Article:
Education Secretary Michael Gove has today published the framework for England's new National Curriculum, which will see GCSE's reformed and introduced in 2014 with a strong focus on computing and technology.
The framework follows months of consultation on a draft that was released in February, but still excludes English, mathematics and science - the national curriculum framework for these subjects is expected in the Autumn.
However, a final view of how students will be taught Computing, which is set to replace the current GCSE in ICT, and Design and Technology has been released.
There have been little changes made to the GCSE Computing framework, which still aims to "equip pupils to use information technology to create programmes, systems and a range of media" so that students are educated to a level is "suitable for the future workplace".
The only noticeable additions to the Computing framework include the requirement that students can 'debug programs', as well as being able to 'use technology safely and respectfully'. There is now repeated reference to enabling students to be able to keep personal information private and ensuring that they know where to go for help and support when they have concerns about material on the internet.
"Perhaps the most significant change of all is the replacement of ICT with computing. Instead of just learning to use programmes created by others, it is vital that children learn to create their own programmes," said Gove.
"These changes will reinforce our drive to raise standards in our schools."
He added: "They will ensure that the new national curriculum provides a rigorous basis for teaching, provides a benchmark for all schools to improve their performance, and gives children and parents a better guarantee that every student will acquire the knowledge to succeed in the modern world."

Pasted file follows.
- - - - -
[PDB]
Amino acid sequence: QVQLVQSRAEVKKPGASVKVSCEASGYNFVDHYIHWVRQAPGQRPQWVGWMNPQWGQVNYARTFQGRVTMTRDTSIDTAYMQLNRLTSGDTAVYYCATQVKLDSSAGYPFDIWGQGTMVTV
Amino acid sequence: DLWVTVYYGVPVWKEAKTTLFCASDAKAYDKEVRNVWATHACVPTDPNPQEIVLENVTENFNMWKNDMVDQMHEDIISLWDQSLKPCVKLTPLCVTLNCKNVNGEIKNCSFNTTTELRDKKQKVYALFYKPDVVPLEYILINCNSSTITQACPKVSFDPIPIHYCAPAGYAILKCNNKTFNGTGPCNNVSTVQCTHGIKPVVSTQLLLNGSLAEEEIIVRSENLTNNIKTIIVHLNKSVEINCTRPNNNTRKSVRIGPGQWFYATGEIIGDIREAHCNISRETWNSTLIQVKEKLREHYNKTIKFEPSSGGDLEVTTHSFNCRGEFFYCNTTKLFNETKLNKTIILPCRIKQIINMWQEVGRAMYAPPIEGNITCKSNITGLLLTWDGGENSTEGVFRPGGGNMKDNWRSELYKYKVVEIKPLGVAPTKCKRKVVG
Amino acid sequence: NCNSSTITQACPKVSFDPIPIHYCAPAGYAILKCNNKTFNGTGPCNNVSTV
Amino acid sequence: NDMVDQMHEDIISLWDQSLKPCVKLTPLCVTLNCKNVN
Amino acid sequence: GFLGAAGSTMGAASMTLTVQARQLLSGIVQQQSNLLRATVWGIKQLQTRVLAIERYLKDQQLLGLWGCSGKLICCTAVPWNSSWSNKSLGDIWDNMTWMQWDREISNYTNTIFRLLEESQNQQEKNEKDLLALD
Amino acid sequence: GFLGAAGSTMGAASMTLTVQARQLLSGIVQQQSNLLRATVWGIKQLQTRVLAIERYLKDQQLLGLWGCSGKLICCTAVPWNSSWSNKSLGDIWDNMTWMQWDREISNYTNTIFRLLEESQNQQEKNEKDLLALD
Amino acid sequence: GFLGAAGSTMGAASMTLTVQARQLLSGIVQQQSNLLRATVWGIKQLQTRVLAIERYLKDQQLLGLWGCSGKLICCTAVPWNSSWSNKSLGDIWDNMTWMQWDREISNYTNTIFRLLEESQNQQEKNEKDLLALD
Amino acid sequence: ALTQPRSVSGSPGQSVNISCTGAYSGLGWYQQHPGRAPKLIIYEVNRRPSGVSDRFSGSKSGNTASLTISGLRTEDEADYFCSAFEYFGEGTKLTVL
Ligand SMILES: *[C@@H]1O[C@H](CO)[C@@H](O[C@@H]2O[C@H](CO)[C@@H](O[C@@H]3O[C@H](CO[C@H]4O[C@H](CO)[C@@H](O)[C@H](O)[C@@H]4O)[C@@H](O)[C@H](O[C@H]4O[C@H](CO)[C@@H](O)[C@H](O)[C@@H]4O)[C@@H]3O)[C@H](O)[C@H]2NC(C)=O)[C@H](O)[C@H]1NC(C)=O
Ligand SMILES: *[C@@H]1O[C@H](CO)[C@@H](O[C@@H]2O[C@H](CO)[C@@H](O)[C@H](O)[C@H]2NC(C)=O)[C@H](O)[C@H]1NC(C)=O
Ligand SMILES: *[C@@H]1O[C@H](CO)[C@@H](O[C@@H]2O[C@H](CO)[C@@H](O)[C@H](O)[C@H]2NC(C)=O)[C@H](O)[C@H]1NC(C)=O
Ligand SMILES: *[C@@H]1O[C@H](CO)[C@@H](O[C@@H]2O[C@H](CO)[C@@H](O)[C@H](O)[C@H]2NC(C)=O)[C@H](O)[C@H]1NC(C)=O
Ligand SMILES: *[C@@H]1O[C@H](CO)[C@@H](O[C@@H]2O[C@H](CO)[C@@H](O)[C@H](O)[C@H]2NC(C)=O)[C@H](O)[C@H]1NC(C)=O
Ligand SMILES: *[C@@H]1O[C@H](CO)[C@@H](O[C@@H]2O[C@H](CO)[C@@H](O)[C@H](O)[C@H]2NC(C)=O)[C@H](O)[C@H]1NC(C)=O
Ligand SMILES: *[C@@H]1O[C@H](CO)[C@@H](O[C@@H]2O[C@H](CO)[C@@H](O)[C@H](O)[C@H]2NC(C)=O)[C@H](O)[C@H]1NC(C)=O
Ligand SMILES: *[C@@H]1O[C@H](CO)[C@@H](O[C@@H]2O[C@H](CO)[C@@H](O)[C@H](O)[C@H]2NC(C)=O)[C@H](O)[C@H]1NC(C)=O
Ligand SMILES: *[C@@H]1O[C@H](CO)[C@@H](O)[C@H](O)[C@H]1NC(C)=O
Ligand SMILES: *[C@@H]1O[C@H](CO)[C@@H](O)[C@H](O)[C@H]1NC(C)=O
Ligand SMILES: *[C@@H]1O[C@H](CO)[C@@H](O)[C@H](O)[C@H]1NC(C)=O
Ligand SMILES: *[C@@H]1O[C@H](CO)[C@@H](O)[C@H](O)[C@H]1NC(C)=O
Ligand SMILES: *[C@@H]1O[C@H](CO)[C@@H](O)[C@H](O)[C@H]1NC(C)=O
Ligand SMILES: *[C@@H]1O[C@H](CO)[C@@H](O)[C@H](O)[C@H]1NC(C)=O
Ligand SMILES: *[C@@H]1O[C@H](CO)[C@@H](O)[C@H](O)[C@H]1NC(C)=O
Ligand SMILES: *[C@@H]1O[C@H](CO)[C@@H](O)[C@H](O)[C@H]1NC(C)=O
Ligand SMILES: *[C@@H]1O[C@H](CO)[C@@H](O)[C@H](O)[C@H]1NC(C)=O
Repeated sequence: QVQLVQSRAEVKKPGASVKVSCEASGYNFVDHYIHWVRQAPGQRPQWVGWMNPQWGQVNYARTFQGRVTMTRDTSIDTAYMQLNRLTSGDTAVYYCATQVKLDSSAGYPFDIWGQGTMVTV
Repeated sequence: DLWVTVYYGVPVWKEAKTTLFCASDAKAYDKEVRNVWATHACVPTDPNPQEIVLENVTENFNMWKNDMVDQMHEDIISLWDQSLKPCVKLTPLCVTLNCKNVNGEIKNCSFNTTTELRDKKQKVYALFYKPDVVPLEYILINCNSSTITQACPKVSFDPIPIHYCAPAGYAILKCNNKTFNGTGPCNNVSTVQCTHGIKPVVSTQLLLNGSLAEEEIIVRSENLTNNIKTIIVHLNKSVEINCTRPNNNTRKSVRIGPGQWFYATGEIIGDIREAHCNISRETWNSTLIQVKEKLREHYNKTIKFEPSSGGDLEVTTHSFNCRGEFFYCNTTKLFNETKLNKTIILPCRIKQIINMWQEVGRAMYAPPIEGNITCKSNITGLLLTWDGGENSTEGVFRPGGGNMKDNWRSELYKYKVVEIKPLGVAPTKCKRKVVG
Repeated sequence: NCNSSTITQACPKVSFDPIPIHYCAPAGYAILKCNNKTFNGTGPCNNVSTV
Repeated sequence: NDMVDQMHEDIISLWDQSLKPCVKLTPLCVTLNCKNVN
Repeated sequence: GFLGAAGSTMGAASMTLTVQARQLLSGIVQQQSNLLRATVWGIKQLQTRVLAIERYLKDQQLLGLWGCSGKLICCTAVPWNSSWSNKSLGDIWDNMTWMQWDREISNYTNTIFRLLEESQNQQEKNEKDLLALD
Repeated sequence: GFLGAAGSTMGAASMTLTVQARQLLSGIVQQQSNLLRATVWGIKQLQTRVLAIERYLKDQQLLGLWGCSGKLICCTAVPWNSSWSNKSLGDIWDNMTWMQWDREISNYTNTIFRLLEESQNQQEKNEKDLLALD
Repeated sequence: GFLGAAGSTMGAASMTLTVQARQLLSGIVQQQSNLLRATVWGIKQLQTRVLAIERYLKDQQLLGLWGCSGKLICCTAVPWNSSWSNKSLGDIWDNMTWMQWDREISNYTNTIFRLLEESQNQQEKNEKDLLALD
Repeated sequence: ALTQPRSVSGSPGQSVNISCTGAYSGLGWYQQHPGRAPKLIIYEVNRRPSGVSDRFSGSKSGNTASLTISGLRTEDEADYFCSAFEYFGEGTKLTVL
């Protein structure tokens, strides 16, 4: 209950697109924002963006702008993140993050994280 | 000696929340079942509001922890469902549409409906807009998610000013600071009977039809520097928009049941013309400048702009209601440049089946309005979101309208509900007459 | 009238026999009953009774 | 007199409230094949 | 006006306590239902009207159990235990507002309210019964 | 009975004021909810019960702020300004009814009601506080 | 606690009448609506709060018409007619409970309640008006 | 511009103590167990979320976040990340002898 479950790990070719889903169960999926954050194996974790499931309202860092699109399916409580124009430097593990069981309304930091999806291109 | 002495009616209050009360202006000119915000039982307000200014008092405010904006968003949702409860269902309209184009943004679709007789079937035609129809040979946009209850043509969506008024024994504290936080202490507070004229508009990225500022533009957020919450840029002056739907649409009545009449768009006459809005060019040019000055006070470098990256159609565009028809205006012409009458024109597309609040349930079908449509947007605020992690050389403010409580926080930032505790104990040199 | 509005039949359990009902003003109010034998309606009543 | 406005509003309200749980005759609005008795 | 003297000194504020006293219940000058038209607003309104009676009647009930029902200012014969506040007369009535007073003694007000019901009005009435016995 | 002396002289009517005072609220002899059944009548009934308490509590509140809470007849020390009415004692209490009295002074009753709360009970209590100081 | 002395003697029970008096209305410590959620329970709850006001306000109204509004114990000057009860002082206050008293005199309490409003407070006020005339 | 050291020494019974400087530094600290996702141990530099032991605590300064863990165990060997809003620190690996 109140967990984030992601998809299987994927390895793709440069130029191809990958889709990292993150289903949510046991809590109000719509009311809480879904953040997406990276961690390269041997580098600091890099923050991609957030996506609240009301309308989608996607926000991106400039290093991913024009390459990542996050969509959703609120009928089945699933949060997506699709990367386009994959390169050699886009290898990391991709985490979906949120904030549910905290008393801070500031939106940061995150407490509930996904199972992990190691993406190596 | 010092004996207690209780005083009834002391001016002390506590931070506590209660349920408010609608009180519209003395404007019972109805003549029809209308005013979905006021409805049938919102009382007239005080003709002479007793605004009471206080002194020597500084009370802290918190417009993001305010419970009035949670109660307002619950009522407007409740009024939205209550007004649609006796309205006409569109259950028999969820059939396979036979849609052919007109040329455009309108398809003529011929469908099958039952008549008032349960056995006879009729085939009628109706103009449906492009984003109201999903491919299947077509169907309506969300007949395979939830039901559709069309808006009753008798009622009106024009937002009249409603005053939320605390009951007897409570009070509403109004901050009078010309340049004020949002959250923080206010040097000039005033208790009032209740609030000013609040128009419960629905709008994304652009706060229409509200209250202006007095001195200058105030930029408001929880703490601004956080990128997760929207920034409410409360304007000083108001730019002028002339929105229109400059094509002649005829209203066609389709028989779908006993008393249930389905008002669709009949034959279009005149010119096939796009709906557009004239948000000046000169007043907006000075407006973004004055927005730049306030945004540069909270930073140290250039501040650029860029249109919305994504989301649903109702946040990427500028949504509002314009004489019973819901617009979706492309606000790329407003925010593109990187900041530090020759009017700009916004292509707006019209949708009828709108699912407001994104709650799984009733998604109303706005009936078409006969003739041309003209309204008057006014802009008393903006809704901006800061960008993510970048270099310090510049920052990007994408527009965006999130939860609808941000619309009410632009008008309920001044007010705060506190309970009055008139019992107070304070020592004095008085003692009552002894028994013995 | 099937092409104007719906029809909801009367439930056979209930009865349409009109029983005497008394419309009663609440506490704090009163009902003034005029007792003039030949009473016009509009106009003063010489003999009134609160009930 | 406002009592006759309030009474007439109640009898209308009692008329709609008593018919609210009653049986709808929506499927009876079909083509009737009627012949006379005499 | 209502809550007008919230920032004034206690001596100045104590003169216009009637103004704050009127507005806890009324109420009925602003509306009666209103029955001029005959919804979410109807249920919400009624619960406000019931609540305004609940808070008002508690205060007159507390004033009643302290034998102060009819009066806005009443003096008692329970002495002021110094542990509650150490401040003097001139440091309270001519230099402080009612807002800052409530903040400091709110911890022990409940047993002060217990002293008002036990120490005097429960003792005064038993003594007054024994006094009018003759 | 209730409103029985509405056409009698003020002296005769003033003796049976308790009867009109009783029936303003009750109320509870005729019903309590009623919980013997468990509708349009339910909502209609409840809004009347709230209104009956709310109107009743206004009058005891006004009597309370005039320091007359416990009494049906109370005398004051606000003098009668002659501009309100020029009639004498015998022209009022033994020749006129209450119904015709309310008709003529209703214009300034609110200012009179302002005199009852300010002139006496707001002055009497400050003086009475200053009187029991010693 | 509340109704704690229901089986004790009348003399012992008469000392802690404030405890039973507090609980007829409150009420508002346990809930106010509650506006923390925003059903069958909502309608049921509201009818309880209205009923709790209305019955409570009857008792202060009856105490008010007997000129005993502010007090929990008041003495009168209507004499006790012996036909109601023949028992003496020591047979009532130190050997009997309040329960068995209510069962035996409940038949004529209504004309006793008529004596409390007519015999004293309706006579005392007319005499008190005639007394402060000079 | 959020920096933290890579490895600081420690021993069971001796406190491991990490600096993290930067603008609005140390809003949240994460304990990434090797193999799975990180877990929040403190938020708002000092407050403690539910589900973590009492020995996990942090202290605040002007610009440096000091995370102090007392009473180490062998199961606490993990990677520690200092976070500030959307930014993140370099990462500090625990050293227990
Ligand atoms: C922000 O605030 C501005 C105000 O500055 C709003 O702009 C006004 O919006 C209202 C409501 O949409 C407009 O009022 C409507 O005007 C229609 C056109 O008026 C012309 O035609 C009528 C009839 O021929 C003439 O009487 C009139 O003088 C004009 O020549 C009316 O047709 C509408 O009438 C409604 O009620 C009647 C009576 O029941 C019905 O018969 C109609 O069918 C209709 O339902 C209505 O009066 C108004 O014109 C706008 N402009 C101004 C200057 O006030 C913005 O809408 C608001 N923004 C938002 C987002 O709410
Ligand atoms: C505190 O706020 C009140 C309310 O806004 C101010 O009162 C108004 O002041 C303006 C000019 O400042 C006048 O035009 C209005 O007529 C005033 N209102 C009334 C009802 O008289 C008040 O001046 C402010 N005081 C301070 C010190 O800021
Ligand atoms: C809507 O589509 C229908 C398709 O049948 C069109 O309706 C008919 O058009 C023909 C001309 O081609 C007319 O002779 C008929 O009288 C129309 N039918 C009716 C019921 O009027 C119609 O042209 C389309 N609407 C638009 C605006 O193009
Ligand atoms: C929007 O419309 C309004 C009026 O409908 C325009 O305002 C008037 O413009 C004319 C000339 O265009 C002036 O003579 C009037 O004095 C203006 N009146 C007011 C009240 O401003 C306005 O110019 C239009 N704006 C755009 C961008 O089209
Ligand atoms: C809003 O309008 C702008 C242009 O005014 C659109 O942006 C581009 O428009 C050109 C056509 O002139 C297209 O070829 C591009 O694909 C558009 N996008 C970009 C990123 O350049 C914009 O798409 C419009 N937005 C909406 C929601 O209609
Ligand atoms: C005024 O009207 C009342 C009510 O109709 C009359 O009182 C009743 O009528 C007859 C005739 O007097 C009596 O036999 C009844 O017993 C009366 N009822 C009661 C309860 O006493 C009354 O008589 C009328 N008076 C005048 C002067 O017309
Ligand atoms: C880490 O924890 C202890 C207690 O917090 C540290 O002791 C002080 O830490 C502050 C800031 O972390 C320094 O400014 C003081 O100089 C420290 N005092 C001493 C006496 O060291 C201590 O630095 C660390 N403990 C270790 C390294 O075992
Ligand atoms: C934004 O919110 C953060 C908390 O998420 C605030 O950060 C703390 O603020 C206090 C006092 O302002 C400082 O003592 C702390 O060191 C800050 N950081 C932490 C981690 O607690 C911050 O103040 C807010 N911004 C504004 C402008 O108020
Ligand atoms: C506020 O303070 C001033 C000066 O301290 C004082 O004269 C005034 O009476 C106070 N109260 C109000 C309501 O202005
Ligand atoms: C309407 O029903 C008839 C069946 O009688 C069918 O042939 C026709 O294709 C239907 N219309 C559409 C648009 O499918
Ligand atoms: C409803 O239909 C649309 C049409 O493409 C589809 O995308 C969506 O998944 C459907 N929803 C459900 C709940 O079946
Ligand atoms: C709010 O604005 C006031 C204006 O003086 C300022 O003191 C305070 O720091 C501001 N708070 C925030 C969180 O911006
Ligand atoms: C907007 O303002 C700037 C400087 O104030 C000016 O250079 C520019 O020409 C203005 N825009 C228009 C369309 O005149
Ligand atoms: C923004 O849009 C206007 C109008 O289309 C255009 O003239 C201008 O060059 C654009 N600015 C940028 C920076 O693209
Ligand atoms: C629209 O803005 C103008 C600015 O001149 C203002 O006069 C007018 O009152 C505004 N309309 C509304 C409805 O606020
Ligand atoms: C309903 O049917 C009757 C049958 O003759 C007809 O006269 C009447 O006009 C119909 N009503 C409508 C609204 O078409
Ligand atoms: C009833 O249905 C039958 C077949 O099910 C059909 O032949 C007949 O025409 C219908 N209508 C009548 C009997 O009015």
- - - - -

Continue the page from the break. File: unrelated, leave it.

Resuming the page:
Outside of GCSE Computing, there have been a number of changes made to the framework for Design and Technology, where the Education Secretary hopes that the UK can create a new generation of designers and engineers with the latest reforms.
The new document states that the national curriculum should "develop the creative, technical and practical expertise needed to perform everyday tasks confidently and to participate successfully in an increasingly technological world". It also focuses on building and designing high-quality prototypes and products for a wide range of users.
Gove said: "In particular we have revised the draft programmes of study for design and technology to ensure that they sufficiently reflect our aspirations that it should be a rigorous and forward-looking subject that will set children on a path to be the next generation of designers and engineers."
The government will now undergo a one month consultation on the legislative order of the document, which will give it statutory effect. Subject to the outcome of that consultation, Gove intends to finalise the new national curriculum this autumn so that schools have a year to prepare to teach it from September 2014.
In similar news, the Department for Education has also announced that the government will introduce Tech-Levels alongside A-Levels, which will be endorsed by employers and trade associations.